“Need a Doctor just text or call and a prescription is on the way”

I had to share this HealthTech Zone article by Deborah Hirsch as it’s the classic perspective I hear when techies are speculating on the remote consulting opportunity:

Generation Y may feel it’s a real pain to visit the doctor in person, preferring instead to look things up on their smartphones or just skip medical care doctor altogether. But when you’re really sick, only a doctor will do. But you still may not have to go in person. Enter telemedicine. Youths are using their mobile devices to be “examined” – or at least explain what’s troubling them medically to get prescriptions and care instructions – right over the phone. Phil Galewitz Gannett writes about a young woman who felt awful but wasn’t able to go to the doctor, and after a brief text, had a conversation with a doctor on her smartphone, got a diagnosis and a prescription, all for $45… …Clearly, this is where medicine is going. I’m not sure I like it, but it sure beats being able to read The New York Times cover to cover while waiting for a doctor

In many ways it all reminds me of the mobile content future that was being widely predicted before Apple started taking operators out of the way and enabling content providers to offer services over the top directly to their customers. Remember all that hype about how we were going to pay mobile networks to watch videos and they would control what and when the customer would see things? The reality couldn’t be more different (we watch what we like for free on YouTube as part of our data plan).

I think we get a better idea of the big opportunities and future by not thinking of the remote care opportunity as a cheaper way of getting a prescription but as a means of opening up the potential to share and discuss digital healthcare content with an informed registered Doctor.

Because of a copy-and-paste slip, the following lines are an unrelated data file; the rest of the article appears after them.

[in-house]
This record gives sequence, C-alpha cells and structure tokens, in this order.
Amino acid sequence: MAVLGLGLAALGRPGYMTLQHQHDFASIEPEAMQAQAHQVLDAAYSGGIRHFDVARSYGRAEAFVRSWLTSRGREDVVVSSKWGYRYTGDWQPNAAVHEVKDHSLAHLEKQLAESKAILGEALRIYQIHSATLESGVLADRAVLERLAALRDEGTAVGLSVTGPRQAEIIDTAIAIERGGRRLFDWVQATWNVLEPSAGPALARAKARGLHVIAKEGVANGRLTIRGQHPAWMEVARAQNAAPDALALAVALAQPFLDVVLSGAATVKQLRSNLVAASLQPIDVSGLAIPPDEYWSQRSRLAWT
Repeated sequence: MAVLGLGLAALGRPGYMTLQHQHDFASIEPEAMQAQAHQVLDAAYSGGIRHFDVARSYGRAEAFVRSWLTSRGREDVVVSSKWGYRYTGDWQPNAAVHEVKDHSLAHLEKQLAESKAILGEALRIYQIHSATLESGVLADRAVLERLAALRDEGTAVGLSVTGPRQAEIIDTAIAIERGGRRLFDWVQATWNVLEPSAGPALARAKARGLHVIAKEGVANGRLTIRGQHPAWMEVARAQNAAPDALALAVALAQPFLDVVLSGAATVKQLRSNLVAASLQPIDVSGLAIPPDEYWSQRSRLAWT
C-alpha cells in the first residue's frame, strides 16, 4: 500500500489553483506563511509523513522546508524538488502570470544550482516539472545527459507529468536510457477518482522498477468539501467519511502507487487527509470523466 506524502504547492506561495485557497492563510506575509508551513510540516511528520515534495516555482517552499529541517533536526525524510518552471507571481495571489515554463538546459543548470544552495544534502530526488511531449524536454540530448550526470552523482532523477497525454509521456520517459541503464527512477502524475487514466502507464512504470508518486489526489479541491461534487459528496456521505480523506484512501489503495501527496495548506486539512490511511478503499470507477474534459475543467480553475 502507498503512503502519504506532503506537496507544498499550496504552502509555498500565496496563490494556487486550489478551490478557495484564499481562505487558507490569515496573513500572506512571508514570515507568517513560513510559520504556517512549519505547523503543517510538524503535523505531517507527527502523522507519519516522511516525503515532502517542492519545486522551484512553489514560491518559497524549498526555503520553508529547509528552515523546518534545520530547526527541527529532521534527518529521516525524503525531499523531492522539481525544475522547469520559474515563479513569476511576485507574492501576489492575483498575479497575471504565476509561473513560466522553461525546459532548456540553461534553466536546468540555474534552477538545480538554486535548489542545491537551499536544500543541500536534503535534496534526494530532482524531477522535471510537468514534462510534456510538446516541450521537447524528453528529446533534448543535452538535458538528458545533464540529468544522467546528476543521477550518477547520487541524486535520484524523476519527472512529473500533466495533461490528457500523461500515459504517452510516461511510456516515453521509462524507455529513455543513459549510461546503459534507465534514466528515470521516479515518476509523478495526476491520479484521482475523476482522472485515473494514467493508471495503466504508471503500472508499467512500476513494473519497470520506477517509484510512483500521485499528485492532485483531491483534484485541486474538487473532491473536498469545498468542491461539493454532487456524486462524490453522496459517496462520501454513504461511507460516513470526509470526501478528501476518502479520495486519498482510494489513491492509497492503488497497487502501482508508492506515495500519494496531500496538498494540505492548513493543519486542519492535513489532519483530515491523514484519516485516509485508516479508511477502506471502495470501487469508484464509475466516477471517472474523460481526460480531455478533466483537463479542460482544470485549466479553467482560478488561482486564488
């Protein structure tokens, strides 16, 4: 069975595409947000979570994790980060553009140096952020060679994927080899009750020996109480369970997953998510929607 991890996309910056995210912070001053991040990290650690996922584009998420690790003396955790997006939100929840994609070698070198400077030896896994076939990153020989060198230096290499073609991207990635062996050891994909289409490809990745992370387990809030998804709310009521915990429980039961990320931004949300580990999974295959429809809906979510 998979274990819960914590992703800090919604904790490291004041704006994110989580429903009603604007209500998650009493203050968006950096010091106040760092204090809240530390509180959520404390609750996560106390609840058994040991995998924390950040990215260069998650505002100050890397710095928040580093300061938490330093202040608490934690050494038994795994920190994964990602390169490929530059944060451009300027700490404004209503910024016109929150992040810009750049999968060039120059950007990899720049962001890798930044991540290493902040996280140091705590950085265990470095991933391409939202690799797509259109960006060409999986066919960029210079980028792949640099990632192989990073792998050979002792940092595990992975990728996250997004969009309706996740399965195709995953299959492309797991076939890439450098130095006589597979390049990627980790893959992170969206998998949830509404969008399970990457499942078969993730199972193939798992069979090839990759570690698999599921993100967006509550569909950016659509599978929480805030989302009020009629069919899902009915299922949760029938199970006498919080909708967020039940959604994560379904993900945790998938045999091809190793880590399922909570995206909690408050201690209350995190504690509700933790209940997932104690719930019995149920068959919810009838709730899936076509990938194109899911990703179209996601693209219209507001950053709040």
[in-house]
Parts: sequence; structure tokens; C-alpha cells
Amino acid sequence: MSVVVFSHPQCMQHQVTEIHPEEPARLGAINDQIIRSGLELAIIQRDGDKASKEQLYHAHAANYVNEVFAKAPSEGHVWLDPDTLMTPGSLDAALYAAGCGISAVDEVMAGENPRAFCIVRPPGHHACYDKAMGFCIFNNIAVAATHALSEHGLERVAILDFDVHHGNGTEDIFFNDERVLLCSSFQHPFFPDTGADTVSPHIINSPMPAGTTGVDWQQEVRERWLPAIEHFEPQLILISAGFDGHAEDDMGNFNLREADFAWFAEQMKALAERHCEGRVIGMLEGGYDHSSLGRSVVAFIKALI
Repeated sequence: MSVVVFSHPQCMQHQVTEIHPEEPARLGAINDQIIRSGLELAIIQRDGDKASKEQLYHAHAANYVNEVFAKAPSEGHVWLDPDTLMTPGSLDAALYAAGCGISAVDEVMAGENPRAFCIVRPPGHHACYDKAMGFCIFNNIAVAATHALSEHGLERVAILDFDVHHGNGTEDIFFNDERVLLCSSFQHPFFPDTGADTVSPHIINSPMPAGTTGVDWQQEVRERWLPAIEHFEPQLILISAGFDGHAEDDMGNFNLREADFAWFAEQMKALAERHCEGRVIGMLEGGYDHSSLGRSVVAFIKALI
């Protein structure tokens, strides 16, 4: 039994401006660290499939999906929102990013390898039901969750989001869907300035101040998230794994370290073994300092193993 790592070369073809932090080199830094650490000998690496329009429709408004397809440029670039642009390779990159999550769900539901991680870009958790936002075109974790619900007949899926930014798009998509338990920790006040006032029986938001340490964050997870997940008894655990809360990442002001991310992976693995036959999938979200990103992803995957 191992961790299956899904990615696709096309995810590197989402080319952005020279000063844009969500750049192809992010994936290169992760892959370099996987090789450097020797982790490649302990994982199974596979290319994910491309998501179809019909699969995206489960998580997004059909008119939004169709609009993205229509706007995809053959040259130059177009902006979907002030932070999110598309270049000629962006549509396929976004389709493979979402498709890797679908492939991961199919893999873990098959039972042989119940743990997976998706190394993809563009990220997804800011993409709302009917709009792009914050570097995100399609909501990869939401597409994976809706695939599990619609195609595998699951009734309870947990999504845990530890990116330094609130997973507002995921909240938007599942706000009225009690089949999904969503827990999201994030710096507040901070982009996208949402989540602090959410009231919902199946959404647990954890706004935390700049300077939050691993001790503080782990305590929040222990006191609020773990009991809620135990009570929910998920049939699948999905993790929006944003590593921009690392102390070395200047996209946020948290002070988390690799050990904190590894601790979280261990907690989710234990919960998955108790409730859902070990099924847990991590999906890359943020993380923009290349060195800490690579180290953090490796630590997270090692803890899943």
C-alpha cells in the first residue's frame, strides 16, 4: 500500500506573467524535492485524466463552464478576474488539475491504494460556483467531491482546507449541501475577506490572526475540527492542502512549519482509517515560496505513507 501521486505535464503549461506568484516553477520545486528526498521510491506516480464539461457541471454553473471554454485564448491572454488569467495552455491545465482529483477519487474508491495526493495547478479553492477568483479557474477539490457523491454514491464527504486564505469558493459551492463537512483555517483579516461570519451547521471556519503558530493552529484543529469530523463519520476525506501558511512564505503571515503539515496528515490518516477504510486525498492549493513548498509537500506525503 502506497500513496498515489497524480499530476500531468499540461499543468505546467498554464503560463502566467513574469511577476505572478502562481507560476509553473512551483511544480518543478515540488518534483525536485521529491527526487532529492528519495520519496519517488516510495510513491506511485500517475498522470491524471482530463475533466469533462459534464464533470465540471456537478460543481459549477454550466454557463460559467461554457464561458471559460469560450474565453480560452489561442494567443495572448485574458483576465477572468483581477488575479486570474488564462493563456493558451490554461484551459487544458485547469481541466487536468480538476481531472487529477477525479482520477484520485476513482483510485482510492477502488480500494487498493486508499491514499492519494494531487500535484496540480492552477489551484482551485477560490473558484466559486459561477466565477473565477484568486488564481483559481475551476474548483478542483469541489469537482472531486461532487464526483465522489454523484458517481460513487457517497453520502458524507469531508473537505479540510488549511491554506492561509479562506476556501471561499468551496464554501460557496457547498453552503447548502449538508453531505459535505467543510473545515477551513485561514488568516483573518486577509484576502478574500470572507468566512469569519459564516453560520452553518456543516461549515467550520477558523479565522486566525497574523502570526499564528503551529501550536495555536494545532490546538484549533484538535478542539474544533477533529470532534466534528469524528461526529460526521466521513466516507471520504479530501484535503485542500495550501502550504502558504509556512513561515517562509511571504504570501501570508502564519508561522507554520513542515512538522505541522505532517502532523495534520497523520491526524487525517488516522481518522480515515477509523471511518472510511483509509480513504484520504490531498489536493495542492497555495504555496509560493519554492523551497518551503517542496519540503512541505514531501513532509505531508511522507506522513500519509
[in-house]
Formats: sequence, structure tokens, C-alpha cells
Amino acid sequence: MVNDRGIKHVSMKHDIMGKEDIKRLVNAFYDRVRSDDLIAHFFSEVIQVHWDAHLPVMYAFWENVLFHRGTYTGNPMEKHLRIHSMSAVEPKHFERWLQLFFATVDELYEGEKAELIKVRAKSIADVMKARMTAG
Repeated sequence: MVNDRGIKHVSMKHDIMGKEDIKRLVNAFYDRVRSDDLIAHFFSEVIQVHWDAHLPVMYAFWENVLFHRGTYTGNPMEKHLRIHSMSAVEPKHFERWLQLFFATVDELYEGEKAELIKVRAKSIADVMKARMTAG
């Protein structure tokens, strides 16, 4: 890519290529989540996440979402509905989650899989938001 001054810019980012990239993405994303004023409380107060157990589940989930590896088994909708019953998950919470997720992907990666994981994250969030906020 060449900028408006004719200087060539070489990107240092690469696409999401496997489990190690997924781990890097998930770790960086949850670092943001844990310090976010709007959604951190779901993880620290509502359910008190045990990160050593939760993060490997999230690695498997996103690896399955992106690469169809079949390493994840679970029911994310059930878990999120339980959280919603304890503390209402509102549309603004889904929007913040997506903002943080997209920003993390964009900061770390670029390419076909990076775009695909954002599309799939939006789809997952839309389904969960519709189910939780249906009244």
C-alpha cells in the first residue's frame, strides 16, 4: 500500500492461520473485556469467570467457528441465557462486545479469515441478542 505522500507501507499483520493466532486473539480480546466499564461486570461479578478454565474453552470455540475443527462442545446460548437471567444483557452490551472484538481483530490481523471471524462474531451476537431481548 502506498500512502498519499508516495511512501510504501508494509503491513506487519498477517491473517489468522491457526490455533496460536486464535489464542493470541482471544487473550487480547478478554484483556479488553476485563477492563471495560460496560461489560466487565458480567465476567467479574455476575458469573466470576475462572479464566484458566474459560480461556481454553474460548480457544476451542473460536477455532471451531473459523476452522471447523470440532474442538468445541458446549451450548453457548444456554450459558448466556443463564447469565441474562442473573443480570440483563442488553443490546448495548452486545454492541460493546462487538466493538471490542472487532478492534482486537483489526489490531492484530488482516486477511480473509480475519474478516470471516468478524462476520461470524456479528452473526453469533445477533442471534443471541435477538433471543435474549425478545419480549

To help you appreciate this imagine the following scenarios:

> a patient views a really good YouTube video produced by a Harvard Medical School Professor who is a specialist in their specific disease area. It’s got some great advice but it’s 35 minutes long and it’s hard for this patient to go to their regular Doctor to discuss an online video that the Doctor has probably never seen before (remember in the real world some very good Doctors are still computer illiterate).

Imagine the value of being able at a time that suits you to just meet with a remote Doctor who is familiar with this content and your medical history?

> a father joins a patient community and reads about alternative drug options for the condition that his child has. It appears from reading the other posters (and as readers of this blog know some of these might be pharma reps, multilevel sales prof, computers, etc) that it would be best for their child to change to an alternative medication so Dad books an appointment with his pediatrician and tries to explain in a consult room why he’d like to try a new medication. Now let’s suppose the pediatrician knows all about this alternative but there are X, Y and Z reasons why it is unsuitable for this particular child. Dad’s now got a bit of egg on his face and from now on the relationship is changed because despite Dad’s best efforts at apologising he’s just directly questioned the ethics and skills of a very busy caring professional.

Imagine the value of being able to just share the link to this patient community thread with an independent Doctor and then having a discussion with them to learn more about it instead of making that expensive appointment with your pediatrician?

About David Doherty

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